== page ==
For loans below $1 million, borrowers are increasingly turning to fintechs and other non-bank lenders, Hao said. For small loans, community development financial institutions fill the gap.
That said, under the SBA’s flagship 7(a) program — which is dominated by bank lenders — small-dollar lending appears to be making a comeback. Between Oct. 1, the start of fiscal 2022, and May 27, the agency approved 13,397 loans of $150,000 and under. While this total is down 39% from the same period in fiscal 2018, on a year-over-year basis it was up 32%.
Answer to a need
Huntington launched Lift Local in October 2020 with a $25 million commitment. Seven months later, he upped the ante with a five-year, $100 million extension. The bank had considered launching a program focused on underserved small businesses when George Floyd was killed in May 2020, creating a new sense of urgency, Ference said.
“The headlines coming out of Minneapolis were heartbreaking,” Ference said. “The economic and social disparities that existed [underscored] by some of these titles really drew our attention to the need to do something extraordinary… It gave us the opportunity to step back and say, “How can we do something more? We wanted to make sure that we focused on educating women, minorities, and veteran small business owners in a way that had never been done before.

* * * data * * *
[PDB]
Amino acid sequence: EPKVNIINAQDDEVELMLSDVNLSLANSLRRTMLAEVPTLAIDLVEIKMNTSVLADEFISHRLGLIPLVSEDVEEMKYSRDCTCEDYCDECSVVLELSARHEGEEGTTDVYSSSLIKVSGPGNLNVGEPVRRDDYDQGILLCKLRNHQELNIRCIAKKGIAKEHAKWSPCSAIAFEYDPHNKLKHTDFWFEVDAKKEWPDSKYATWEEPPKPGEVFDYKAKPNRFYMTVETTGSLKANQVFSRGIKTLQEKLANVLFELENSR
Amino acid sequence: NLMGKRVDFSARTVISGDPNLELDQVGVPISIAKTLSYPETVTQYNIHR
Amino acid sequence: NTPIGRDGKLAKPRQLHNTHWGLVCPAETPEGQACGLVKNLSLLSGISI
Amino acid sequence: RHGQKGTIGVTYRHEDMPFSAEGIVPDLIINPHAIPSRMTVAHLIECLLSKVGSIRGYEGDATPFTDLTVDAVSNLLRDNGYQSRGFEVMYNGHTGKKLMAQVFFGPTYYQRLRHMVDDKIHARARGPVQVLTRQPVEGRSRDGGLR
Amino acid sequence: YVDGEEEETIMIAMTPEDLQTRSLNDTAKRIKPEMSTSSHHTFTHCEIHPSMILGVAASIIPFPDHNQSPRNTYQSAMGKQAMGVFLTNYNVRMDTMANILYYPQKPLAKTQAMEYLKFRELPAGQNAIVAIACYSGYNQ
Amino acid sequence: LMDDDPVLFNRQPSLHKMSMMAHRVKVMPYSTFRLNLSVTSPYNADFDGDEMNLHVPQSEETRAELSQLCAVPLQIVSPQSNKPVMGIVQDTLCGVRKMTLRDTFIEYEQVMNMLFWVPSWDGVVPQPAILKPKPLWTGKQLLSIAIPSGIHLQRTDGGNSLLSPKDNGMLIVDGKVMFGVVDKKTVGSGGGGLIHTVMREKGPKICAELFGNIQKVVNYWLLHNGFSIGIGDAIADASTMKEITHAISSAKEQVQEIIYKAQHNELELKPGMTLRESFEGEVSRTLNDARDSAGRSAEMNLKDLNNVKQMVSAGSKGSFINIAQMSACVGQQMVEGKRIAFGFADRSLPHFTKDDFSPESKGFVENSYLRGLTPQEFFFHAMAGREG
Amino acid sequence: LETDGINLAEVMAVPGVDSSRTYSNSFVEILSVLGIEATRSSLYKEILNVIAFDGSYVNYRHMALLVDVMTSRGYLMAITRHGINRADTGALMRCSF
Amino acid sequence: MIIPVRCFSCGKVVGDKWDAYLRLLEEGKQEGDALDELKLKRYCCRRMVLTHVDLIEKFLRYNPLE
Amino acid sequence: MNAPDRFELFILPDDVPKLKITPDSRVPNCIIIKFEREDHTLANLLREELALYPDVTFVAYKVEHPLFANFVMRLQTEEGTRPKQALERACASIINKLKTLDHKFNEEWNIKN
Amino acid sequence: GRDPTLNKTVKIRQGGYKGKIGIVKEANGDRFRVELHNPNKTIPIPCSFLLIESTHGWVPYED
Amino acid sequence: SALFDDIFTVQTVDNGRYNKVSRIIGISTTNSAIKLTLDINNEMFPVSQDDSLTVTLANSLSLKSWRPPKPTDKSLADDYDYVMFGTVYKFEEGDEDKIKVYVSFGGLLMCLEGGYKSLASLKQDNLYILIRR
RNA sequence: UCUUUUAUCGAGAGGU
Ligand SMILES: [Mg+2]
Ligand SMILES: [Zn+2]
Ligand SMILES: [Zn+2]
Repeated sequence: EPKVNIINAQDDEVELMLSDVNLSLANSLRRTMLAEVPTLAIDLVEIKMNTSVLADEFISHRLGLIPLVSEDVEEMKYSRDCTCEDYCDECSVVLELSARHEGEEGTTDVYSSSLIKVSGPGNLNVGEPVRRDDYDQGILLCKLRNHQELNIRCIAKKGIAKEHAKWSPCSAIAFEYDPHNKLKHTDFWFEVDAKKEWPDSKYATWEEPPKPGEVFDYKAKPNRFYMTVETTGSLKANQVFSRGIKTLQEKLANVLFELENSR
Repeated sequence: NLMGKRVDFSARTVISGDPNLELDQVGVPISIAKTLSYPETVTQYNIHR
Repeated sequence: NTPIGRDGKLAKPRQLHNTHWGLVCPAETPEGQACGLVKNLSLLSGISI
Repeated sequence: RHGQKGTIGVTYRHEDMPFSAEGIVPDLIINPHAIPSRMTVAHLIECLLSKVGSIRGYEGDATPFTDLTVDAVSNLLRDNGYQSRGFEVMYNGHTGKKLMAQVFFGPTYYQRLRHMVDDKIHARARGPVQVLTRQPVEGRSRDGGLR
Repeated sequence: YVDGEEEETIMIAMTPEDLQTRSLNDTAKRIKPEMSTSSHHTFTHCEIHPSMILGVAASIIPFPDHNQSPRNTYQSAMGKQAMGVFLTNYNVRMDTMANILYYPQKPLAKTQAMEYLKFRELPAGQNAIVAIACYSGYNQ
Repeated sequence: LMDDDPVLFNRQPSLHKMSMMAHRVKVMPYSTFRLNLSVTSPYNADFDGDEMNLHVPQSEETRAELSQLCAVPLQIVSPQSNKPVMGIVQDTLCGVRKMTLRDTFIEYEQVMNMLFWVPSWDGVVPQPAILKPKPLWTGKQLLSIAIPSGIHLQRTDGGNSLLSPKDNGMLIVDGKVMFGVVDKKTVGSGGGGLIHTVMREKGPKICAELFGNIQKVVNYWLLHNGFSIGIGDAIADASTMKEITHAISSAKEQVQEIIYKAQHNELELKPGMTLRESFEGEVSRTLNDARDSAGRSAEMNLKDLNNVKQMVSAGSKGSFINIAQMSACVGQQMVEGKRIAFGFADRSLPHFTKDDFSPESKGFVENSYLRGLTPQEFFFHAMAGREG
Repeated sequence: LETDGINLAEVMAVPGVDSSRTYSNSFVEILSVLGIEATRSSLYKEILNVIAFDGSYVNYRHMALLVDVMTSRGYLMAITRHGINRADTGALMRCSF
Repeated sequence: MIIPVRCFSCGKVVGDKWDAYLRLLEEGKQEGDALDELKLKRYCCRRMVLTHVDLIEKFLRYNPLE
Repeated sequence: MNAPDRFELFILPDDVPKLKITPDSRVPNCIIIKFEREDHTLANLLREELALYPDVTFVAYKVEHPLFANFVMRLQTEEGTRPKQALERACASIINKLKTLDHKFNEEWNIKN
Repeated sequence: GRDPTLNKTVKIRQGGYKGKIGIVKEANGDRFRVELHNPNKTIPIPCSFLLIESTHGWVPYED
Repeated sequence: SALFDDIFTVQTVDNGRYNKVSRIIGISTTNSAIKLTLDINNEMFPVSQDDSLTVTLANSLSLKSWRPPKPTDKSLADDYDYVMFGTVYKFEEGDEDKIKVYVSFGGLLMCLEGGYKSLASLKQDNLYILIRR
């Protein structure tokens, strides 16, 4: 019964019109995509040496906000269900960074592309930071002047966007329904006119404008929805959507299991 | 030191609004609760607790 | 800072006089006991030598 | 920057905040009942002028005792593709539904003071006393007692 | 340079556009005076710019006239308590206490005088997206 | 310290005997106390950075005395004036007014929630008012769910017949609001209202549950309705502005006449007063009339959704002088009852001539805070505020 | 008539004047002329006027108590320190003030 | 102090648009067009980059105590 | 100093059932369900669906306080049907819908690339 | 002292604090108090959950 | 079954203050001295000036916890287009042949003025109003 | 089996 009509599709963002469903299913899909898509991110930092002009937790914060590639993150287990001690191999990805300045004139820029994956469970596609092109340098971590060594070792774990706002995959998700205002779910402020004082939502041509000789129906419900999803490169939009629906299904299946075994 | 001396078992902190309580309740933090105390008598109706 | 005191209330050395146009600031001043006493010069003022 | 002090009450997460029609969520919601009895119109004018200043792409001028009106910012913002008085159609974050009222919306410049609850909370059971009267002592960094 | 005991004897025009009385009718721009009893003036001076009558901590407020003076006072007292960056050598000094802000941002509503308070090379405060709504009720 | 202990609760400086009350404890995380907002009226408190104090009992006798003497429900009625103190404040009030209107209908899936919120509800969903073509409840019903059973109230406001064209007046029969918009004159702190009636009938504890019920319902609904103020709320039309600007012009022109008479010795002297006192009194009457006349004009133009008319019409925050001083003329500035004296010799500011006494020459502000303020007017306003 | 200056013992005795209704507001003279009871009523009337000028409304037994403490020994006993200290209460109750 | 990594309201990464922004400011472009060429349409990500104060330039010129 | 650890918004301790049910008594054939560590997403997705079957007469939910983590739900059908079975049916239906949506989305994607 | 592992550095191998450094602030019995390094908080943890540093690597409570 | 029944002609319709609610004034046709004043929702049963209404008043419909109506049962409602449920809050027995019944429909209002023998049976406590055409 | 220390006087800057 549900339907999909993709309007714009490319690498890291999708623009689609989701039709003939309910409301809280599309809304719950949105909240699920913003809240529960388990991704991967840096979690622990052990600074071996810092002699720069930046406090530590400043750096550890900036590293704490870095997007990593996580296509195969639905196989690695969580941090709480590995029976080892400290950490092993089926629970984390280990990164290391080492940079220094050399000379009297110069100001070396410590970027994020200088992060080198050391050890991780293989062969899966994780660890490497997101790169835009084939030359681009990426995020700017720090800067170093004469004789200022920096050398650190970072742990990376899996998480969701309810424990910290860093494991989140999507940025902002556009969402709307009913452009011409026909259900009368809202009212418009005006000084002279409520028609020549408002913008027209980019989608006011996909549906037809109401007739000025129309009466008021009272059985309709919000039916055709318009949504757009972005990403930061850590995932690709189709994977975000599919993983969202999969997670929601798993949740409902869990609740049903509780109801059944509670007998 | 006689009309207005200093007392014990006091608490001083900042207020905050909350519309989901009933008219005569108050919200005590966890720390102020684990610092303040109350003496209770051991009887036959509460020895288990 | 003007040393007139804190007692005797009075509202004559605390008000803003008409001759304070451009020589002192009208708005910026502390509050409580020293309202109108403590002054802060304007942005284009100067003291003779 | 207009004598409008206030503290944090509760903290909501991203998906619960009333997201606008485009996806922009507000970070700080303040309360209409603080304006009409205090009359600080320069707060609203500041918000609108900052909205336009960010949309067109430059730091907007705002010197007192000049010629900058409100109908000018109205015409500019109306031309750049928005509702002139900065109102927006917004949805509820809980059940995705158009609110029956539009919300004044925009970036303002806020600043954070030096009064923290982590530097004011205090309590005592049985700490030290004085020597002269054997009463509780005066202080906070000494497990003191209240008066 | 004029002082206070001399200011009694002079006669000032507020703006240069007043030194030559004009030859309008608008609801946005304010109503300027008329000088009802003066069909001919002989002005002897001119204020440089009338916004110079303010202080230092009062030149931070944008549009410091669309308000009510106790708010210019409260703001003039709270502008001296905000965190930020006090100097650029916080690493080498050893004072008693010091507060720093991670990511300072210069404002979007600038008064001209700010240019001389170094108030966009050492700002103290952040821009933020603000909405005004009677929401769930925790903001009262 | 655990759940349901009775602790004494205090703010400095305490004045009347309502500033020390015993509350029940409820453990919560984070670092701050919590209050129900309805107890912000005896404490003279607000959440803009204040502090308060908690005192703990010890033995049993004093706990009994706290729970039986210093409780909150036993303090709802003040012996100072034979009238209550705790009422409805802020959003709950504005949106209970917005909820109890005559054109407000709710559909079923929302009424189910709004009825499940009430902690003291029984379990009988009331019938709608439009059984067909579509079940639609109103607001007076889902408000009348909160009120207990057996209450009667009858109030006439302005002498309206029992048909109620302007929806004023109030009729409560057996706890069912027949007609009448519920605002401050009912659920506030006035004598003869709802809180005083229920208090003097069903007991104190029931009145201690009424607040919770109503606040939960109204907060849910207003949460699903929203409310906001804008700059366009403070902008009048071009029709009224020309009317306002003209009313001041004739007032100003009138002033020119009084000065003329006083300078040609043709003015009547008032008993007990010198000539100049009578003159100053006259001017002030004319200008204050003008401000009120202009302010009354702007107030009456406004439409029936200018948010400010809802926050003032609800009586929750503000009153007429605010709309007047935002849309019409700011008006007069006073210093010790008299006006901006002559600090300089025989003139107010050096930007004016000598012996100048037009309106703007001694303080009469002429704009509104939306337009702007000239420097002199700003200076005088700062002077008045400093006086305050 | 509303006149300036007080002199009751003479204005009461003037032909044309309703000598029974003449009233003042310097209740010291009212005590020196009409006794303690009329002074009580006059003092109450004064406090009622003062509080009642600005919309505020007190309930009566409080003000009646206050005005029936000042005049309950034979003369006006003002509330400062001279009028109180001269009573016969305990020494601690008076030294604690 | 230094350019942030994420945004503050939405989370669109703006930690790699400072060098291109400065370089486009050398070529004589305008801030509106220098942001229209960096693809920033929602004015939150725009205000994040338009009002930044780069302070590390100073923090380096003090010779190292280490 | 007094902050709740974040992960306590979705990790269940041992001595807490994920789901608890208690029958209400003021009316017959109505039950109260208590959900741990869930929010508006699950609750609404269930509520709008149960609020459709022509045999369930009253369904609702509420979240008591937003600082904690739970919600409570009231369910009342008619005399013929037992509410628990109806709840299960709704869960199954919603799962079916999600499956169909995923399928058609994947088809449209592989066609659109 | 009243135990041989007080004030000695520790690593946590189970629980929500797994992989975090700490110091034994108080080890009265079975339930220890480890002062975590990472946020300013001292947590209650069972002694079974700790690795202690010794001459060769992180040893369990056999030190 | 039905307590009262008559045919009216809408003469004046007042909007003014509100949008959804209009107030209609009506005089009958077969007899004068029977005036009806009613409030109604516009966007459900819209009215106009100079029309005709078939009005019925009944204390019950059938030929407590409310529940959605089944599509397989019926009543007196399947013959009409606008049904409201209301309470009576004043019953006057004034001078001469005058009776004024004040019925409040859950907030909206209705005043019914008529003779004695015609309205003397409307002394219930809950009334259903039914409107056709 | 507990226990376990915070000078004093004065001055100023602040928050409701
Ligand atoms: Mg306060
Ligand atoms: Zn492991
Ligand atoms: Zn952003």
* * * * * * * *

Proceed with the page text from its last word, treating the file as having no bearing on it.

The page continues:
In general terms, the Lift Local model combines an SBA loan of $1,000 to $150,000 with an online financial education course provided by Operation Hope. To encourage applications from small businesses, including startups and sole proprietors, Huntington has dropped its standard origination fee and is paying SBA fees from borrowers. It also lowered its minimum expectations of the Small Business Rating System from a score of 155 to 140.
Huntington’s licensed software, Operation Hope, was developed to automate the process of developing a business plan, then customized it to serve as the foundation for Lift Local’s financial education program.
“Every time we [checked], they were adding another feature,” Bryant said. “That’s how we knew they were serious… What usually happens is the banks say, ‘Great. Thanks.’ They put it on a website somewhere and you never hear from it again.